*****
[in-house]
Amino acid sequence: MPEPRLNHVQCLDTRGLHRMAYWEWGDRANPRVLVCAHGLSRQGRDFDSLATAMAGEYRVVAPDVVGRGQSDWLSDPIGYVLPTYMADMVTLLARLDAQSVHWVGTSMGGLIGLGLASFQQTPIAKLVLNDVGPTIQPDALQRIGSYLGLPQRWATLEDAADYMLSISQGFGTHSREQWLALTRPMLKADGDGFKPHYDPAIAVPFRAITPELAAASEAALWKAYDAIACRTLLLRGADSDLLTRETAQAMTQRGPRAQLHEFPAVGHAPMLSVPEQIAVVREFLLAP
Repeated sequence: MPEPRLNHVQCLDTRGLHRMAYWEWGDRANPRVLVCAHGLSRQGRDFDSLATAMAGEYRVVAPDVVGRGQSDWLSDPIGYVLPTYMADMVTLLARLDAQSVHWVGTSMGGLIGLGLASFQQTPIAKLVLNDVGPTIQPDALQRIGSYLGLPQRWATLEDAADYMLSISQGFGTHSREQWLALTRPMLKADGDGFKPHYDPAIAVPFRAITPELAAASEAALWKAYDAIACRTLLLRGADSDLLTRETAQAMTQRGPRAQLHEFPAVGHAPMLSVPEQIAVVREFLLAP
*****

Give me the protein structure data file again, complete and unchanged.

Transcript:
[in-house]
Amino acid sequence: MPEPRLNHVQCLDTRGLHRMAYWEWGDRANPRVLVCAHGLSRQGRDFDSLATAMAGEYRVVAPDVVGRGQSDWLSDPIGYVLPTYMADMVTLLARLDAQSVHWVGTSMGGLIGLGLASFQQTPIAKLVLNDVGPTIQPDALQRIGSYLGLPQRWATLEDAADYMLSISQGFGTHSREQWLALTRPMLKADGDGFKPHYDPAIAVPFRAITPELAAASEAALWKAYDAIACRTLLLRGADSDLLTRETAQAMTQRGPRAQLHEFPAVGHAPMLSVPEQIAVVREFLLAP
Repeated sequence: MPEPRLNHVQCLDTRGLHRMAYWEWGDRANPRVLVCAHGLSRQGRDFDSLATAMAGEYRVVAPDVVGRGQSDWLSDPIGYVLPTYMADMVTLLARLDAQSVHWVGTSMGGLIGLGLASFQQTPIAKLVLNDVGPTIQPDALQRIGSYLGLPQRWATLEDAADYMLSISQGFGTHSREQWLALTRPMLKADGDGFKPHYDPAIAVPFRAITPELAAASEAALWKAYDAIACRTLLLRGADSDLLTRETAQAMTQRGPRAQLHEFPAVGHAPMLSVPEQIAVVREFLLAP